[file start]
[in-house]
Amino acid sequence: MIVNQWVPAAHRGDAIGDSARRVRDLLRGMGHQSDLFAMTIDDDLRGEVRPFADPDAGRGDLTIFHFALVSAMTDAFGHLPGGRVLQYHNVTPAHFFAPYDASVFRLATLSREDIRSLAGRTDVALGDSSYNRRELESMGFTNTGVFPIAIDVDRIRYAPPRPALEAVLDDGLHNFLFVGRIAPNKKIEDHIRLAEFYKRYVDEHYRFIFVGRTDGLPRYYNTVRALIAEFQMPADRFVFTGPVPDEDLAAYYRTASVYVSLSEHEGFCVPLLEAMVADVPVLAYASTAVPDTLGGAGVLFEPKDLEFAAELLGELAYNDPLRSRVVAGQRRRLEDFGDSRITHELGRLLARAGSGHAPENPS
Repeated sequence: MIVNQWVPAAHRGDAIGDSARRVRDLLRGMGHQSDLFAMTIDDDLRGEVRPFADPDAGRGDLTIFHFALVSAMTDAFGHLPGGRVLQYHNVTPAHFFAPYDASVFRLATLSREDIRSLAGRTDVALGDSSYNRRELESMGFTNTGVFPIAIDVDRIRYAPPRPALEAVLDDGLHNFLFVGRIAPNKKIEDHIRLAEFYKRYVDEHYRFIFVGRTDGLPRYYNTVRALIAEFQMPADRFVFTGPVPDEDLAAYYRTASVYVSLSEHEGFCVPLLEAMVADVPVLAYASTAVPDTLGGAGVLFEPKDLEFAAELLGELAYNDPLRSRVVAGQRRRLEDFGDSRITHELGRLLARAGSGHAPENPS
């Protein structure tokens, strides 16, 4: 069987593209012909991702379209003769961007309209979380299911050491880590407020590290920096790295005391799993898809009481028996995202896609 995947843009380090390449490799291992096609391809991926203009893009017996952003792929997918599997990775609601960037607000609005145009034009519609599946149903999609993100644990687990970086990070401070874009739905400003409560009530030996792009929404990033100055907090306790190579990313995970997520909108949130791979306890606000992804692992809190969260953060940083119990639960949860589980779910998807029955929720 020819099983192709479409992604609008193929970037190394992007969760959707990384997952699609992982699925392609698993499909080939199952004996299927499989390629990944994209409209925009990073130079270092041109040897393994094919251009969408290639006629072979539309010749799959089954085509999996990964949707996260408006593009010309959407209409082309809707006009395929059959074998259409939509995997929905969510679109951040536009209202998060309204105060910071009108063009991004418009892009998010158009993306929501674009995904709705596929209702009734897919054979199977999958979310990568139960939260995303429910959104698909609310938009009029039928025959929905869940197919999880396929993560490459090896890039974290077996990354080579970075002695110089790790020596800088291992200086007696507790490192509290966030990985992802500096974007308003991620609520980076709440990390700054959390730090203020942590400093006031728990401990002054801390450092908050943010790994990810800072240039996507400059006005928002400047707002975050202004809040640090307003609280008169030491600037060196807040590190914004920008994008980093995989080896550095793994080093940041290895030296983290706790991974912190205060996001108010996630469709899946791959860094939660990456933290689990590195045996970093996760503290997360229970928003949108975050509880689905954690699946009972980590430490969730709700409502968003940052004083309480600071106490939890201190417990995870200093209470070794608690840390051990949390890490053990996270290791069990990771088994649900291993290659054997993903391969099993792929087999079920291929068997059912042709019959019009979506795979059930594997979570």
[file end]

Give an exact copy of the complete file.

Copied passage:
[in-house]
Amino acid sequence: MIVNQWVPAAHRGDAIGDSARRVRDLLRGMGHQSDLFAMTIDDDLRGEVRPFADPDAGRGDLTIFHFALVSAMTDAFGHLPGGRVLQYHNVTPAHFFAPYDASVFRLATLSREDIRSLAGRTDVALGDSSYNRRELESMGFTNTGVFPIAIDVDRIRYAPPRPALEAVLDDGLHNFLFVGRIAPNKKIEDHIRLAEFYKRYVDEHYRFIFVGRTDGLPRYYNTVRALIAEFQMPADRFVFTGPVPDEDLAAYYRTASVYVSLSEHEGFCVPLLEAMVADVPVLAYASTAVPDTLGGAGVLFEPKDLEFAAELLGELAYNDPLRSRVVAGQRRRLEDFGDSRITHELGRLLARAGSGHAPENPS
Repeated sequence: MIVNQWVPAAHRGDAIGDSARRVRDLLRGMGHQSDLFAMTIDDDLRGEVRPFADPDAGRGDLTIFHFALVSAMTDAFGHLPGGRVLQYHNVTPAHFFAPYDASVFRLATLSREDIRSLAGRTDVALGDSSYNRRELESMGFTNTGVFPIAIDVDRIRYAPPRPALEAVLDDGLHNFLFVGRIAPNKKIEDHIRLAEFYKRYVDEHYRFIFVGRTDGLPRYYNTVRALIAEFQMPADRFVFTGPVPDEDLAAYYRTASVYVSLSEHEGFCVPLLEAMVADVPVLAYASTAVPDTLGGAGVLFEPKDLEFAAELLGELAYNDPLRSRVVAGQRRRLEDFGDSRITHELGRLLARAGSGHAPENPS
């Protein structure tokens, strides 16, 4: 069987593209012909991702379209003769961007309209979380299911050491880590407020590290920096790295005391799993898809009481028996995202896609 995947843009380090390449490799291992096609391809991926203009893009017996952003792929997918599997990775609601960037607000609005145009034009519609599946149903999609993100644990687990970086990070401070874009739905400003409560009530030996792009929404990033100055907090306790190579990313995970997520909108949130791979306890606000992804692992809190969260953060940083119990639960949860589980779910998807029955929720 020819099983192709479409992604609008193929970037190394992007969760959707990384997952699609992982699925392609698993499909080939199952004996299927499989390629990944994209409209925009990073130079270092041109040897393994094919251009969408290639006629072979539309010749799959089954085509999996990964949707996260408006593009010309959407209409082309809707006009395929059959074998259409939509995997929905969510679109951040536009209202998060309204105060910071009108063009991004418009892009998010158009993306929501674009995904709705596929209702009734897919054979199977999958979310990568139960939260995303429910959104698909609310938009009029039928025959929905869940197919999880396929993560490459090896890039974290077996990354080579970075002695110089790790020596800088291992200086007696507790490192509290966030990985992802500096974007308003991620609520980076709440990390700054959390730090203020942590400093006031728990401990002054801390450092908050943010790994990810800072240039996507400059006005928002400047707002975050202004809040640090307003609280008169030491600037060196807040590190914004920008994008980093995989080896550095793994080093940041290895030296983290706790991974912190205060996001108010996630469709899946791959860094939660990456933290689990590195045996970093996760503290997360229970928003949108975050509880689905954690699946009972980590430490969730709700409502968003940052004083309480600071106490939890201190417990995870200093209470070794608690840390051990949390890490053990996270290791069990990771088994649900291993290659054997993903391969099993792929087999079920291929068997059912042709019959019009979506795979059930594997979570």